In an ideal circuit with no stray resistance or inductance, when a voltage is applied to a capacitor, it would instantly charge up and the voltage across it would be the same as that of the source of the electric potential.

In reality there will always be some resistance in the circuit, and therefore the capacitor will be connected to the voltage source through a resistor. This means that it will take a finite time for the capacitor to charge up, and the rise in voltage does not take place instantly.

It is found that the rate at which the voltage rises is much faster at first than after it has been charging for some while. Eventually it reaches a point when it is virtually fully charged and almost no current flows.

In theory the capacitor never becomes fully charged as the curve is asymptotic. However in reality it reaches a point where it can be considered to be fully charged or discharged and no current flows.

Similarly the capacitor will always discharge through a resistance. As the charge on the capacitor falls, so the voltage across the plates is reduced. This means that the current will be reduced, and in turn the rate at which the charge is reduced falls.

This means that the voltage across the capacitor falls in an exponential fashion, gradually approaching zero.

The rate at which the voltage rises or decays is dependent upon the resistance in the circuit. The greater the resistance the smaller the amount of charge which is transferred and the longer it takes for the capacitor to charge or discharge.

## Application of alternating waveform to a capacitor

So far the case when a battery has been connected to charge the capacitor and disconnected and a resistor applied to charge it up have been considered. If an alternating waveform, which by its nature is continually changing is applied to the capacitor, then it will be in a continual state of charging and discharging.

For this to happen a current must be flowing in the circuit. In this way a capacitor will allow an alternating current to flow, but it will block a direct current. As such capacitors are used for coupling an AC signal between two circuits which are at different steady state potentials.

It is found that when the sine-wave is first applied first applied, the rate of change of the voltage is at its greatest and this means that the charge is increasing at its fastest rate and hence the current flowing into the capacitor will be at its greatest. In other words the current is at its maximum.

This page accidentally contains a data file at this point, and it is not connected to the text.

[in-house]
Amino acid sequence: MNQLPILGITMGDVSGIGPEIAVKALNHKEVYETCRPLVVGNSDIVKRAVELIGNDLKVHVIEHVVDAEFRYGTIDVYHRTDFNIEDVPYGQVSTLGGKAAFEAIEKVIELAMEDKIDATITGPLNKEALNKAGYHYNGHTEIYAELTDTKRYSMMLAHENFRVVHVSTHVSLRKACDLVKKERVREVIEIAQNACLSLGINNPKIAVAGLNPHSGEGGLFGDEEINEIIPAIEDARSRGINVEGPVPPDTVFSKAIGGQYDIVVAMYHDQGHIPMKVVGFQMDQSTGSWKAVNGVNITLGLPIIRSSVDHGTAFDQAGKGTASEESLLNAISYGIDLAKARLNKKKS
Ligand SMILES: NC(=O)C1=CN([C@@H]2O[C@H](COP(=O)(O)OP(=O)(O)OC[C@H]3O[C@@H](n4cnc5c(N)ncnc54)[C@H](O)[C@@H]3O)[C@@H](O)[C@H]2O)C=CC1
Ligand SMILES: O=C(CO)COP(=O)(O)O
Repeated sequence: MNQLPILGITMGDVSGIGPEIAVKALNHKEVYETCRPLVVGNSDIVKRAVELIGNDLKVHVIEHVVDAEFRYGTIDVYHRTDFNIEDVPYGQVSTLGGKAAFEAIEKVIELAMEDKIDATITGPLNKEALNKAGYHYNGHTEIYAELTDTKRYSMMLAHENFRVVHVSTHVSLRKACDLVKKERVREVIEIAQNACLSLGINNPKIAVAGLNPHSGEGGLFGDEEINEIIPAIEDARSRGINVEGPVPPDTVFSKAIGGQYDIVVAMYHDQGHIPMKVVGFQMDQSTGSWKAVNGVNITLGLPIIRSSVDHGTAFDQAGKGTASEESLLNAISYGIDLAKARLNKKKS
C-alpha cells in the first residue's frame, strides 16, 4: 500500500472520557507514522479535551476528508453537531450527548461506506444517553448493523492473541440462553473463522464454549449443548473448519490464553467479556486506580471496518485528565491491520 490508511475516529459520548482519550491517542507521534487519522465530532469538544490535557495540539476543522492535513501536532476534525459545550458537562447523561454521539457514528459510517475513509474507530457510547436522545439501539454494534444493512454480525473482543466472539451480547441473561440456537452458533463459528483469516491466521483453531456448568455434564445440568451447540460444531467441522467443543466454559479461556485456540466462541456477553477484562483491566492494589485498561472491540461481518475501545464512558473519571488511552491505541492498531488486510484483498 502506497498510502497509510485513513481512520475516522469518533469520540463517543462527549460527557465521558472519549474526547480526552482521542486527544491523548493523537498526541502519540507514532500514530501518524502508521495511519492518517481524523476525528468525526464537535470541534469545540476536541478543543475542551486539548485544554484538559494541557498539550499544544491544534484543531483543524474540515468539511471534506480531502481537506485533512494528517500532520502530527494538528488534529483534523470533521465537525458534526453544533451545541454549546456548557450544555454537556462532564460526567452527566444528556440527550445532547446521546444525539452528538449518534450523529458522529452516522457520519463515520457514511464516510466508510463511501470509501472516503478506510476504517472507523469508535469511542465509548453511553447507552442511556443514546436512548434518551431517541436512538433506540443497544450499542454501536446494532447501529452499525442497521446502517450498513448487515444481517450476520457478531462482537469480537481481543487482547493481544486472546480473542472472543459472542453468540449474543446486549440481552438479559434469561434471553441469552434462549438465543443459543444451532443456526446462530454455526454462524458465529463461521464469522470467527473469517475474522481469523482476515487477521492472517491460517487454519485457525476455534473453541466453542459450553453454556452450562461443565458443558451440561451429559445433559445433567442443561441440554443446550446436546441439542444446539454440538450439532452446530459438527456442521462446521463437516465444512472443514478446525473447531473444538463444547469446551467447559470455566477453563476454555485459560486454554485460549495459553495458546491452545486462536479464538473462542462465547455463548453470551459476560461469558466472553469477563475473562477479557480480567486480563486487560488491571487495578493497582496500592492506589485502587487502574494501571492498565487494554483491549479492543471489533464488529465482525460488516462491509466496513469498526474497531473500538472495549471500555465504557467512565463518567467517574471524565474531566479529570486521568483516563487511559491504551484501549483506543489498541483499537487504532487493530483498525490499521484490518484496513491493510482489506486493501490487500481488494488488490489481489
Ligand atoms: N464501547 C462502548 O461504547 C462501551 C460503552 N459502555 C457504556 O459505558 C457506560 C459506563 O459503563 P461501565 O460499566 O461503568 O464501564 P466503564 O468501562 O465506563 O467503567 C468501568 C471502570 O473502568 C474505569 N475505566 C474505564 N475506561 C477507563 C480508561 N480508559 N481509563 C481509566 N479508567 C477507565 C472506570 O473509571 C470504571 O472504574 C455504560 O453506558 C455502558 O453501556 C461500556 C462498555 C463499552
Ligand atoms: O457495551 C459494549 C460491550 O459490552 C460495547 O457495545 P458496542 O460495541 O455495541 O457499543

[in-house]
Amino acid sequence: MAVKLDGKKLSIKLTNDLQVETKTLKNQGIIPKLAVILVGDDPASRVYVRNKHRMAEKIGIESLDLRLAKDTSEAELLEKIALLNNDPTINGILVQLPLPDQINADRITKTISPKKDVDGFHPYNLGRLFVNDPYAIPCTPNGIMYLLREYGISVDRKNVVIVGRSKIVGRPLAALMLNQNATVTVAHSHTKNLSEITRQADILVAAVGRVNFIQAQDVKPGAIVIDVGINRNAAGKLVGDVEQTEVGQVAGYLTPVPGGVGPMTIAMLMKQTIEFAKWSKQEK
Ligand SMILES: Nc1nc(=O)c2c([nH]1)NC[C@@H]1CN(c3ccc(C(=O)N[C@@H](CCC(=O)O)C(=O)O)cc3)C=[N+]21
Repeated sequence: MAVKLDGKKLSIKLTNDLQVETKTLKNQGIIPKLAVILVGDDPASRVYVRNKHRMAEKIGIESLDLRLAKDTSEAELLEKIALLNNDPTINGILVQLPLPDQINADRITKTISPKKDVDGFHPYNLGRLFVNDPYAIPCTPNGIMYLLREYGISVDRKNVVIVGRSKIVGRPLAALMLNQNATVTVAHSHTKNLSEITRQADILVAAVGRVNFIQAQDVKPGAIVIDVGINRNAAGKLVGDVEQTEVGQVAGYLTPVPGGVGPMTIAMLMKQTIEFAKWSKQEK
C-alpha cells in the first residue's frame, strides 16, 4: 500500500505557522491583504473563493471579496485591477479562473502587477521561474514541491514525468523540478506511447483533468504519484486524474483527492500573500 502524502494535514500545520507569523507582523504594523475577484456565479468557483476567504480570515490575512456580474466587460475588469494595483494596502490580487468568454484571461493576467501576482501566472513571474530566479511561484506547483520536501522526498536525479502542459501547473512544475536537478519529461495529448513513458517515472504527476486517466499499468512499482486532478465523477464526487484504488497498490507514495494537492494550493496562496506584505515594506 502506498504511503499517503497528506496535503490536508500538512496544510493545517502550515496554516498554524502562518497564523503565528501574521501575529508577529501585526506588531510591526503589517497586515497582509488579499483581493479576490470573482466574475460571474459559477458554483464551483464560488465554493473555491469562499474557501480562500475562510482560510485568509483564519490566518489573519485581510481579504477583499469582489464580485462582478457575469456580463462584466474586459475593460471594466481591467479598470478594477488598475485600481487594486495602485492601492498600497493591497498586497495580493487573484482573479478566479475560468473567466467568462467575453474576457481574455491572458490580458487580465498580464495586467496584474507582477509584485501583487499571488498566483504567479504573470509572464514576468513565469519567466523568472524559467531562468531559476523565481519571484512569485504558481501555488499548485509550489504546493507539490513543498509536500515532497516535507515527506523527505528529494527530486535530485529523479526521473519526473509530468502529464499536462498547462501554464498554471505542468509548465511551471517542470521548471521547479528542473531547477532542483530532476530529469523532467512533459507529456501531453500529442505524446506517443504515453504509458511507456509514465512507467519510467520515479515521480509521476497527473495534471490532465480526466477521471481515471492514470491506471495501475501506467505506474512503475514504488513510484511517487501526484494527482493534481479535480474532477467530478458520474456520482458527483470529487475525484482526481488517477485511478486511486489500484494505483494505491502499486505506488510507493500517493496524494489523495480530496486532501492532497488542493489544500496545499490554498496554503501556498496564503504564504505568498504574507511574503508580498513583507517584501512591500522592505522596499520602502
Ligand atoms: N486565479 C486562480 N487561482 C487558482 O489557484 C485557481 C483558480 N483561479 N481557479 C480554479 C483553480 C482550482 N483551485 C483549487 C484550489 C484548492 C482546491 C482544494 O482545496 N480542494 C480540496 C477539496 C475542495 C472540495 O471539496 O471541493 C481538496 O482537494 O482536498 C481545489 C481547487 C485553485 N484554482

As the voltage on the capacitor increases, the rate of change of voltage decreases and as a result the increase in charge and hence the current falls. Eventually the peak of the voltage sine-eave is reached where there is no change in voltage and accordingly the current at this point is zero.

After the voltage peak, the voltage starts to decreases, and accordingly the level of charge falls and this means that current flows out of the capacitor from this point.

The remainder of the waveform follows in a similar fashion. As a result it can be seen that the voltage and current are not in phase with each other. The current lags the voltage by a quarter of a cycle, i.e. 90°.

It is possible to express the current and voltage relationship for a perfect capacitor as:

${I}_{t}=\mathrm{sin}(\omega t+90)$

## Real capacitors

Capacitors are the electronic components that provide the capacitance required in electrical and electronic circuits.

Capacitors come in a wide variety of forms, each with its own properties. The physical capacitors may be either surface mount or the traditional leaded varieties as well as having different form factors and electrical performance properties.

### Note on the Types of Capacitor:

There are many different types of capacitor that are available. Although capacitance is a universal measure, different capacitors have different characteristics in terms of elements like maximum current capability, frequency response, size, voltage, stability, tolerance and the like. To accommodate these parameters some capacitor types are better than others in some applications,

Read more about * Capacitor Types.*

Selecting the right capacitor is not only a matter of choosing the right level of capacitance, but also many other aspects including the dielectric, size, levels of equivalent series resistance and many more items.

In view of all these requirements, there is a very wide selection of these electronic components available for use in electrical and electronic circuit designs, etc.

Capacitance is one of the main parameters associated with electrical and electronic science. Capacitance equations and calculations are used everyday in electronic circuit design and many other areas, and capacitance is not a measure that is only associated with capacitors, there can be levels of capacitance in many other electronic components including resistors, inductors, wires, printed circuit boards and many other items.

**More Basic Electronics Concepts & Tutorials:**

Voltage
Current
Power
Resistance
Capacitance
Inductance
Transformers
Decibel, dB
Kirchoff's Laws
Q, quality factor
RF noise
Waveforms
* Return to Basic Electronics Concepts menu . . .*